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Originally published May 13, 2012 at 8:00 PM | Page modified May 14, 2012 at 6:21 AM

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Our tradition of tech riches funding pro sports goes on

Apparently not everyone appreciates my sense of humor. Including a certain major investor in Facebook who is trying to bring an NBA team...

Seattle Times staff columnist

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Apparently not everyone appreciates my sense of humor.

Including a certain major investor in Facebook who is trying to bring an NBA team back to Seattle.

That would be Chris Hansen, the San Francisco hedge-fund manager orchestrating a deal to restore his beloved Seattle Sonics.

Hansen called last week after I wrote a blog post about how Facebook's upcoming IPO may help his basketball venture.

Hansen has a big stake in the outcome of the Facebook stock offering, expected at the end of this week. He's the managing partner of a San Francisco investment company, Valiant Capital, which scored a coup in 2010. It was able to buy 36,335,590 private shares of Facebook for less than $500 million.

If Facebook does well after public trading of its stock begins, Valiant may double its money. At the high end of Facebook's projected offering — $35 per share — Valiant's day one gain would be nearly $800 million. Its shares would then be worth $1.27 billion.

Who knows how the stock will fare. It's supposed to break IPO records, but some big investors were reserved last week after Chief Executive Mark Zuckerberg pitched the stock while wearing a hoodie, then disclosed that ad sales aren't growing as fast as site usage.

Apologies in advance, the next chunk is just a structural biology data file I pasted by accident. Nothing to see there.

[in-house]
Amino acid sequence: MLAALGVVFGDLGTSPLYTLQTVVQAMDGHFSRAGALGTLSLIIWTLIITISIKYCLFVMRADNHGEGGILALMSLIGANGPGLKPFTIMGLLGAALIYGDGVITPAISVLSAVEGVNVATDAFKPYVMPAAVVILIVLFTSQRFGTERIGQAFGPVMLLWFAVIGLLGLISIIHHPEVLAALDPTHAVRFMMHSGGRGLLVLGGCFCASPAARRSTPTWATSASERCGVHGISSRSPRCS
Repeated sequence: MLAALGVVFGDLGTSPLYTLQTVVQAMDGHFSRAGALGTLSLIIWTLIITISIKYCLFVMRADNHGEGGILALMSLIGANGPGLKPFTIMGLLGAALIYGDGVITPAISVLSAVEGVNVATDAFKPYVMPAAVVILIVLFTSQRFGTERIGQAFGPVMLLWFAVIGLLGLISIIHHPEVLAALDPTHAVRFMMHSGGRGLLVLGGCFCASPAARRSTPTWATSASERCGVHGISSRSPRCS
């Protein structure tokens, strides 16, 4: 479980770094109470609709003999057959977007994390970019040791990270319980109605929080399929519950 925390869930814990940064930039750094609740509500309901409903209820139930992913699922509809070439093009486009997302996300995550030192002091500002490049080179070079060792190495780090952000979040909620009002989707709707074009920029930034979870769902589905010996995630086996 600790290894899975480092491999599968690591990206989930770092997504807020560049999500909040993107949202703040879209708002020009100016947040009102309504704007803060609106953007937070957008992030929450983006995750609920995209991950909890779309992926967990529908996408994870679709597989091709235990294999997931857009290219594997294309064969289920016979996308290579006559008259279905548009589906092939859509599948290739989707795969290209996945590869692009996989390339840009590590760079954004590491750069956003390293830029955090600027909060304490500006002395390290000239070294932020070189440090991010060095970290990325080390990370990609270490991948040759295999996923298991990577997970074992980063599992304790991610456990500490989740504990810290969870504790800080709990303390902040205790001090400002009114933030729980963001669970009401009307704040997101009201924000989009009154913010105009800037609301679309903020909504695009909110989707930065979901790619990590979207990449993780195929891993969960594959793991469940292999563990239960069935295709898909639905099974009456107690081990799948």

Maybe Facebook waited too long. Or maybe investors don't fully understand the complex machine that Zuckerberg built. Love it or hate it, Facebook seems to have all sorts of levers and dials to pull and twist and boost sales at will.

As they say, the rich get richer.

Then some of them decide to buy sports teams.

If they ask for public assistance — especially from cities pleading poverty — they become fair game for snarky blog posts.

My post joked that the Facebook windfall could enable Hansen to build two arenas without public financing, or refit KeyArena with heated massage chairs and a helicopter shuttle service.

Hansen didn't seem to mind the ribbing. He even read the flurry of online comments it generated.

But he wanted to make it clear that he personally won't pocket that $800 million.

"I would just want people to understand that Facebook is a position of my investment-management company, not a personal investment of Chris Hansen, and therefore the profits are the profits of the fund and the investors that it represents," he said.

As for his effort to build an arena for a Seattle NBA team, Hansen said it's going "great."

"I think we went into it knowing there would be some concerns, some constituencies that would be against it, that negotiations with the city and county wouldn't be easy," he said. "But I think there's very broad-based support, given the thoughtfulness and fairness of the transaction relative to the prior proposals in Seattle and other stadium transactions and arena transactions."